Aldrich, Kenan professor and director of graduate studies in sociology, is intrigued by the growing number of women business owners. And he’s perplexed. Women entrepreneurs, he says, are overlooked and misunderstood.

In 1970 about five percent of businesses in the U.S. were owned by women; now it’s about a third,” Aldrich says. And survival rates for men- and women-owned businesses appear no different, according to a study Aldrich conducted in Research Triangle Park. In another decade, women will own half of all small- and medium-sized businesses.

That trend parallels the gradual advance women made into the labor force starting in the late 1940s and gaining momentum through the 1970s. As the number of women in the workplace grew—increasing by about 1 percent a year—so did their visibility. “It took a long time, but eventually we started seeing articles about women in the workforce, about the glass ceiling, about sexual harassment,” Aldrich says. Prominence in the media helped make women workers more familiar and more accepted.

But women business owners, despite their increasing numbers, remain invisible. In a study with graduate student Nina Liou, Aldrich discovered that not only the popular media but also the business and academic press have ignored the steady influx of women into entrepreneurial activity.

This inattention, say Aldrich and Liou, stems in part from research biases. Business schools systematically favor research that focuses on large firms, usually Fortune 500 companies, where women still constitute the minority. Only 10 percent of the positions on the boards of Fortune 500 firms are held by women.

But their investigation points to a more fundamental reason editors and publishers overlook women business owners. The media, Aldrich and Liou say, stereotype men as entrepreneurs and competitive risk-takers and presume women are more skilled at human relations and cooperative ventures. Aldrich explains: “There is an androcentric bias. When people look at businesses, implicitly they have in mind a male model.”

Is it true that men are risk-takers and women are team-builders? Studies in psychology and sociology seem to suggest that men and women have different social behaviors. Now researchers wonder: As women become a larger fraction of managers and executives, will a women’s style of leadership emerge? Or will it turn out that the strategies that are effective in business are “gender-neutral?”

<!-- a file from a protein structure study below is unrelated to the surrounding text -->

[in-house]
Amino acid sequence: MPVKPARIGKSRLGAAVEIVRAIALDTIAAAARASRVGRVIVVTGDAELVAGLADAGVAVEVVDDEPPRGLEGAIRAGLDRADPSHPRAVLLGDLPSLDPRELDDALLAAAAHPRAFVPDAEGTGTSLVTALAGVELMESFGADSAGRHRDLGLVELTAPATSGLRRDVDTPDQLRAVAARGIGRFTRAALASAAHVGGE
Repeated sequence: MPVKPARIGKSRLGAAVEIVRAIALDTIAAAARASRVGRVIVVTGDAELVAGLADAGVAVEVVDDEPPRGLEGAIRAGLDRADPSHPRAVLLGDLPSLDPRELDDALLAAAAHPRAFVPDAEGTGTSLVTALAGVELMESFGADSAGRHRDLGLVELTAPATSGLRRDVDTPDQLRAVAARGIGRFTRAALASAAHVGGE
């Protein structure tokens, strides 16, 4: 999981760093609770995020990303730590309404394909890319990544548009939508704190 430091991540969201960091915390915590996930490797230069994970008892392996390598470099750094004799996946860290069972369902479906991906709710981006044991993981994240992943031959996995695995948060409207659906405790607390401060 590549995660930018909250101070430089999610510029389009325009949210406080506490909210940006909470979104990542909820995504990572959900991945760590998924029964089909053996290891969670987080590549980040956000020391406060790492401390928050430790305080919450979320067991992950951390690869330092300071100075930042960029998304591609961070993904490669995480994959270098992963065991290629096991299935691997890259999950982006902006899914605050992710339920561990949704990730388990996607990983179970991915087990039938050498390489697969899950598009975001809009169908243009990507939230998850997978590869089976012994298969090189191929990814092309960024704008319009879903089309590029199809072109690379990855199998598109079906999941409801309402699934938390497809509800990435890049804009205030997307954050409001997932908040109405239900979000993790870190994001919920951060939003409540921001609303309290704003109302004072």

Aldrich is undecided. “On some days I’m a strong believer that we’ll find some important gender differences. Other days I’d say the similarities swamp the differences.”

Aldrich’s own research has contradicted some of the commonly held beliefs about women in business. He’s found that women aren’t shy about “networking” when they seek legal and financial advice. Surveying business owners in Research Triangle Park, North Carolina, he found that women were no more likely to turn to family for this advice. They used the same channels as men did—friends and business associates. The women were also just as likely as men to consult strangers who had the right qualifications. When the business owners paid lawyers or financial counselors for advice, women paid the same as or less than men.

And Aldrich has found some evidence suggesting that men and women don’t perceive their managerial roles differently. Through a survey of Canadian business owners, Aldrich is examining how men and women think about their relationships with their employees. “We’re asking questions like, `Do you want your employees to think of you as a family? As a leader? As the boss?’” he says. “When it comes to human-resource practices—the way people are managing their workforce—it’s hard to see any differences.”

Aldrich is also looking at men and women’s entrepreneurial impulses, and, in a study with graduate student Amanda Elam, he has unearthed clear gender differences. “When we ask people their motives for starting small- and medium-sized businesses, we get a real sex difference. Women with young children overwhelmingly respond that flexibility is very important to them,” he explains. Men, on the other hand, are more focused on the bottom line.

Why do people decide to start their own businesses? And what makes a successful entrepreneur, male or female? Aldrich is trying to answer these questions in a long-term study with a consortium of 20 universities in America and Canada and about 10 European institutes. Together they’re scrutinizing nascent entrepreneurs—small-business owners still in the start-up process.

What we’re trying to do is look at this economic turbulence and see who it is that pops up as a potential entrepreneur,” Aldrich explains.

Based on pilot studies conducted in Wisconsin and Pennsylvania, the researchers have already discovered that four to six percent of randomly selected adults are in the process of starting a business. “That number,” Aldrich says, “shows that the level of entrepreneurial activity, the level of creativity, is much higher than you’d imagine if you just looked at the biggest companies.”

By following these budding capitalists over two or three years, Aldrich hopes to learn how social connections and professional networks translate into entrepreneurial success. Ferreting out why these adventurers take the risk of starting a business is difficult, but Aldrich maintains it’s important to understand the creative ways men and women participate in the economy. “The issue is not how many jobs are created by these people. Just the fact that so many people are trying to do this deserves more attention. Why, in spite of all the odds, all the barriers and the difficulties, why do people still keep going? It’s really a fascinating issue.”

Mary Dalrymple was a student who formerly contributed to Endeavors.

A portion of this research was supported by the School of Business at New York University.